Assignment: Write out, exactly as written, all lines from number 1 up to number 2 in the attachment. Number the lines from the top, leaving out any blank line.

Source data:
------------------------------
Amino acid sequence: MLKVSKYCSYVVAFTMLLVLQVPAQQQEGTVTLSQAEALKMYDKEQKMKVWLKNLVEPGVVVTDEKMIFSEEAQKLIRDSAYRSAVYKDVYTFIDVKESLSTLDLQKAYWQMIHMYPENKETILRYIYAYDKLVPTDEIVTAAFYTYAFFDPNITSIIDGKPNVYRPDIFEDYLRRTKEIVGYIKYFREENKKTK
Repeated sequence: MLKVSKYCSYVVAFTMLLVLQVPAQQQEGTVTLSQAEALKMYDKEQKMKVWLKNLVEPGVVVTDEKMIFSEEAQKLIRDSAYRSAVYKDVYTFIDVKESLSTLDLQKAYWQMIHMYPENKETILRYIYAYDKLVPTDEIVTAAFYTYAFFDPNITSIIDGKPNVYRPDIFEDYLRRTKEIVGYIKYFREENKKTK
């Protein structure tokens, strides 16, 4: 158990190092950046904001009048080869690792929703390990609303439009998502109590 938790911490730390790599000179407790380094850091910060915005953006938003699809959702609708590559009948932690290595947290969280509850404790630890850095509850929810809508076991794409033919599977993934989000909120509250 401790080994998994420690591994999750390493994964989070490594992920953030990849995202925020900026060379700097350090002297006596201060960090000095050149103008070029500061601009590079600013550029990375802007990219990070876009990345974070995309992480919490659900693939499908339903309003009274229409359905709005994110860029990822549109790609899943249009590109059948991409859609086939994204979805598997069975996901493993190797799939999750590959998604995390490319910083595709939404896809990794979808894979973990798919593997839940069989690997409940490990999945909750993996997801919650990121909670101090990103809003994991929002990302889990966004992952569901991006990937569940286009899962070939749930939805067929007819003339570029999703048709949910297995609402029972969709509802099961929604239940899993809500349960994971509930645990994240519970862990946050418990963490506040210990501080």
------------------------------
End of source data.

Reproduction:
Amino acid sequence: MLKVSKYCSYVVAFTMLLVLQVPAQQQEGTVTLSQAEALKMYDKEQKMKVWLKNLVEPGVVVTDEKMIFSEEAQKLIRDSAYRSAVYKDVYTFIDVKESLSTLDLQKAYWQMIHMYPENKETILRYIYAYDKLVPTDEIVTAAFYTYAFFDPNITSIIDGKPNVYRPDIFEDYLRRTKEIVGYIKYFREENKKTK
Repeated sequence: MLKVSKYCSYVVAFTMLLVLQVPAQQQEGTVTLSQAEALKMYDKEQKMKVWLKNLVEPGVVVTDEKMIFSEEAQKLIRDSAYRSAVYKDVYTFIDVKESLSTLDLQKAYWQMIHMYPENKETILRYIYAYDKLVPTDEIVTAAFYTYAFFDPNITSIIDGKPNVYRPDIFEDYLRRTKEIVGYIKYFREENKKTK